00:37:12   grown up their entire life with just one game console or like one one generation

00:37:17   of game consoles. They're at that age where they have a job, they don't have

00:37:20   anything else to spend on except for like, you know, entertainment, going to the

00:37:25   movies, buying video games, and buying game consoles, going out like they don't

00:37:29   have a mortgage or family or whatever. These people are absolutely positively

00:37:33   ready to experience the thrill and excitement that people my age have

00:37:37   experienced many times over of a new game console generation. Maybe they

00:37:41   heard from the old folkies like us, like "Oh, the Nintendo 64 came out, Mario 64 blew our

00:37:45   mind, and oh, the SNES, it was so amazing, got to play JRPGs," and like, you know, they've

00:37:51   never had that. Their whole life has just been this. Imagine if your whole life, like

00:37:54   the computer that you played with when you were eight, you were still playing with that

00:37:57   same computer when you were 16. That feels like just way longer from the ages of eight

00:38:00   to 16 than, you know, the same eight years for an adult. They are ready to buy, and it

00:38:06   not surprise me that a million of them went out and bought the PS4 on day one, because

00:38:11   these people who played with the PS3 and maybe their older brothers' PS2 and maybe they even

00:38:15   went back to the PS1, but they have never been through a console launch.

00:38:18   So boom, a million out the door.

00:38:19   I think the Xbox One launch will also go pretty well.

00:38:23   So far, so good for the idea of there being a viable market for dedicated gaming hardware.

00:38:28   But I'm not sure that these one million buyers who bought on day one represent anything more

00:38:33   than the most enthusiastic gamers.

00:38:35   I'm not sure that they, like if you look at these graphs, is it going to be something

00:38:38   more like the Wii graph where it goes up really steeply and then it takes a turn?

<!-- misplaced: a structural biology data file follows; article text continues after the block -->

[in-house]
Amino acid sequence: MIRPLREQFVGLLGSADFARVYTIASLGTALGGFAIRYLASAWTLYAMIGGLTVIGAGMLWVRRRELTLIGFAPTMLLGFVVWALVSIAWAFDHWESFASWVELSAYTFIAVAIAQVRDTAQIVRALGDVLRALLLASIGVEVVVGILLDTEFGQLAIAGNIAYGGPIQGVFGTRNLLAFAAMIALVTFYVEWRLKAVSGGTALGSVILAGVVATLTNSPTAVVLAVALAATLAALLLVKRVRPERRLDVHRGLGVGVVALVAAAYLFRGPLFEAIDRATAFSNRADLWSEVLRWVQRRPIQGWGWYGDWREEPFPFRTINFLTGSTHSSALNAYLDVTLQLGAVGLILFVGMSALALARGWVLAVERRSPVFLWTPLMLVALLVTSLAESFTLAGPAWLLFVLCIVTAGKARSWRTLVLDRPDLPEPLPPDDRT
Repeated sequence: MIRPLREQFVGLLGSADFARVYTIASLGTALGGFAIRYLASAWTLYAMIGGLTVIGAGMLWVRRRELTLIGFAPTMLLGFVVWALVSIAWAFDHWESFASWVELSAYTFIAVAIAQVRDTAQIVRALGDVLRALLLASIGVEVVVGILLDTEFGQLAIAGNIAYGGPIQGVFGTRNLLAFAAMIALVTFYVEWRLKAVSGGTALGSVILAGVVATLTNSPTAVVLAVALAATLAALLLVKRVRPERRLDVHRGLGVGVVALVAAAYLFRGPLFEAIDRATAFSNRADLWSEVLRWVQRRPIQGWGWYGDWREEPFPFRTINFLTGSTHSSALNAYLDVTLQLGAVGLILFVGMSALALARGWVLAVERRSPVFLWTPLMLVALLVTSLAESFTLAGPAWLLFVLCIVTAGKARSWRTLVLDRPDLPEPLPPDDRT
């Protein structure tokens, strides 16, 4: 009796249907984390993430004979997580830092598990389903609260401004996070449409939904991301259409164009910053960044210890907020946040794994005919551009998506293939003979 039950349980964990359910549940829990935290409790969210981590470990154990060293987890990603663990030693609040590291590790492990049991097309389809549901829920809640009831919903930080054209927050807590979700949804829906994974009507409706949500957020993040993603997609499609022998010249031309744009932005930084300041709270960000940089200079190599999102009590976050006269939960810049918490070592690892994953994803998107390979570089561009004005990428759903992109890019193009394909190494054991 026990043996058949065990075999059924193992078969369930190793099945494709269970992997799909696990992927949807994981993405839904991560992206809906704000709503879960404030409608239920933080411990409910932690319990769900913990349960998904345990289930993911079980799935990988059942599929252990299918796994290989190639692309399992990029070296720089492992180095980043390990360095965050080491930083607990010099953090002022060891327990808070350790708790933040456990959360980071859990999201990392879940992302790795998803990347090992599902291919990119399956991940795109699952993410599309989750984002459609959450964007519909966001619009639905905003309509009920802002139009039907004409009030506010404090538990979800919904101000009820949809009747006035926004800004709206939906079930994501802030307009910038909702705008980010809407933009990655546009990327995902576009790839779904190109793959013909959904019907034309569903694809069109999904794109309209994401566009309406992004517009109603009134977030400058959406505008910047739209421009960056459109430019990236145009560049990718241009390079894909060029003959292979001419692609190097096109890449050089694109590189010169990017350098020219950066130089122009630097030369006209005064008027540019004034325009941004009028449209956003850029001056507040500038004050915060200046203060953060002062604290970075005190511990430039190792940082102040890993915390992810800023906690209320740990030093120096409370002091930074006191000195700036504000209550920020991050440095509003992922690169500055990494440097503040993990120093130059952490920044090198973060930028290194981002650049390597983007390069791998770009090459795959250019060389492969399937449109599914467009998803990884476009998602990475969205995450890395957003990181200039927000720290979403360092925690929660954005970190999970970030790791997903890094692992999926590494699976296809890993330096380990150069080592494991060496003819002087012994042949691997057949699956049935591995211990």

00:38:44   I don't know if this kind of sales pace can be sustained.

00:38:47   I think the PS4 is a great product and I think that at the very least everybody who bought

00:38:52   a 360 or a PS3 would be perfectly satisfied with a PS4 or Xbox One.

00:38:57   I'm just not sure how many of them think that this is something that they need to go out

00:39:00   and buy.

00:39:02   So I'm keeping my eye on this to see, not just like, oh, great opening day sales.

00:39:07   If it was a negative result, like if no one went out and bought it on day one, that would

00:39:10   be a terrible, terrible sign.

00:39:11   But having it be such an overwhelmingly positive result, like, wow, biggest first day sales

00:39:16   of a new console ever in the history of anything, that is merely neutral, I think.

00:39:21   It doesn't preclude the idea that these sales will taper off and never get up to the levels

00:39:27   of the PS2 or the Wii in the past generations.

00:39:31   Yeah, I think there was a really good quote that I wanted to relay from the AnandTech

00:39:36   review today that basically he has his hands on an Xbone and a PS4 and so he compares them

00:39:43   and stuff.

00:39:44   And first of all, I think it's really interesting to see the...

00:39:46   He took side-by-side videos and screenshots so you can see the differences in the same

00:39:50   game ported to both systems and the graphical difference between the two.

00:39:55   And man, to my eye, the PS4 version looks way better.

00:39:59   But on the very last page she says, "Being an early adopter of an XGen console is rarely

00:40:04   a fun thing.

00:40:06   Literally all of my friends are on Xbox 360s or PS3s, meaning online multiplayer with people

00:40:11   I know is pretty much out of the question for at least a year or so."

00:40:14   And then this is the part that I thought was most interesting.

00:40:17   The launch lineup for both platforms is reasonable but could be a lot better.

00:40:21   Having just played Grand Theft Auto V and The Last of Us, I'm going to need more than

00:40:24   COD or NBA 2K14 to really draw me into the Xbox One or PS4.

00:40:29   This is how the story goes with any new console launch.

00:40:32   And I think that's, you know, I haven't heard of any must-have games for all three

00:40:38   of these consoles.

00:40:39   I mean, Jon, how's the Wii U doing on that front?

00:40:41   Like -- Nintendo actually usually does pretty good about system selling games.

00:40:45   They've really dropped the ball on the Wii U, but even they had more games out of the

00:40:49   -- like, one of the reasons I don't have a PS4 yet is because there were no launch

00:40:52   titles that I said I need to have that title, which is very often the case.

00:40:55   And Anand's right about this.